Three years of fragments: music, sound design, and sketching

Andrea Cera

The interference between different, or even incompatible, cultural paradigms is a central question for my activity. This text describes a series of projects where scientific research, free artistic investigation, tool development, and cooperation between various entities, institutional and non-institutional, had to live side by side. The process was occasioned by a collaboration within the European project SkAT-VG, started in 2014 and coordinated by Davide Rocchesso.

The SkAT-VG project explored the use of voice and gesture, as tools for sketching in sound design.In the same year, I started to work on an online experiment called Pink Squirrels, hosted by the Swiss platform Plakart directed by Steve Paterson: a study in writing, sound design, image and video.Three years later, in 2017, for the closing day of the SkAT-VG project, I presented a series of fragments made with sound, texts and videos, called The Brown Lipstick Sketches.

These are a growing collection of text-audio-video fragments made with SkAT-VG tools, articulated as a sketching activity, and linked by a family resemblance to a series of ideas presented in the Pink Squirrels project. I will introduce the discussion with a short presentation of my main aesthetic concerns, and of the way these concerns have evolved over the years.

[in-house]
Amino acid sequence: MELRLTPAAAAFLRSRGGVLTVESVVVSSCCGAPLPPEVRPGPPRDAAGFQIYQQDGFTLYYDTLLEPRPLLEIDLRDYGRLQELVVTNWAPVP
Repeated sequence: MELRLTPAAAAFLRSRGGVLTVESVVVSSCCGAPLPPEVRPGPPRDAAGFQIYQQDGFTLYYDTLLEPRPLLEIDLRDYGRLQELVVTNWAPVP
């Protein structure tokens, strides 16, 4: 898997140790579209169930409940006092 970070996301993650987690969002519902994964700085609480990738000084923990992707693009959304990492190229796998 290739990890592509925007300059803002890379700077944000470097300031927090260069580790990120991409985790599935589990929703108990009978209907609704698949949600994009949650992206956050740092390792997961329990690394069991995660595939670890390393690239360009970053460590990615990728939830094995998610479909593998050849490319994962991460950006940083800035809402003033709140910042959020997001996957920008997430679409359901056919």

Starting point: The Problem of Pop and ArtAt the very core of my way of working there is a crucial problem, which I call the problem of Pop and Art.In the past, I wrote that my musical aim was to create hybrids between popular music materials and contemporary classical music techniques (Cera 2000), in order to use popular music as a tool to free contemporary classical composition from the ghosts of the aesthetics of the 19th century (Cera 2004), or to transcend popular music using bad imitation strategies (Cera 2009).

At the origin of these texts, there was the belief that the classical contemporary music world was dying because it had lost its popular roots. At the time, I was looking for ways to consolidate new roots. This problem was very pressing to me, because of my erratic background. In the past, I had experienced different ways of making music: working in a studio with DJs, writing Italodance tunes; assisting a TV music producer; playing blues in smoky bars of some hidden places of Northern Italy; studying Berio and Ligeti; learning MaxMSP and Open Music; preparing music to be played in the Espace de Projection of IRCAM and other important venues. Working in these different domains made me realize how incomplete each musical world seemed to be, as compared with any of the others. I dreamed of bridges between those differences.


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The University of Florence is an important and influential centre for research and higher training in Italy

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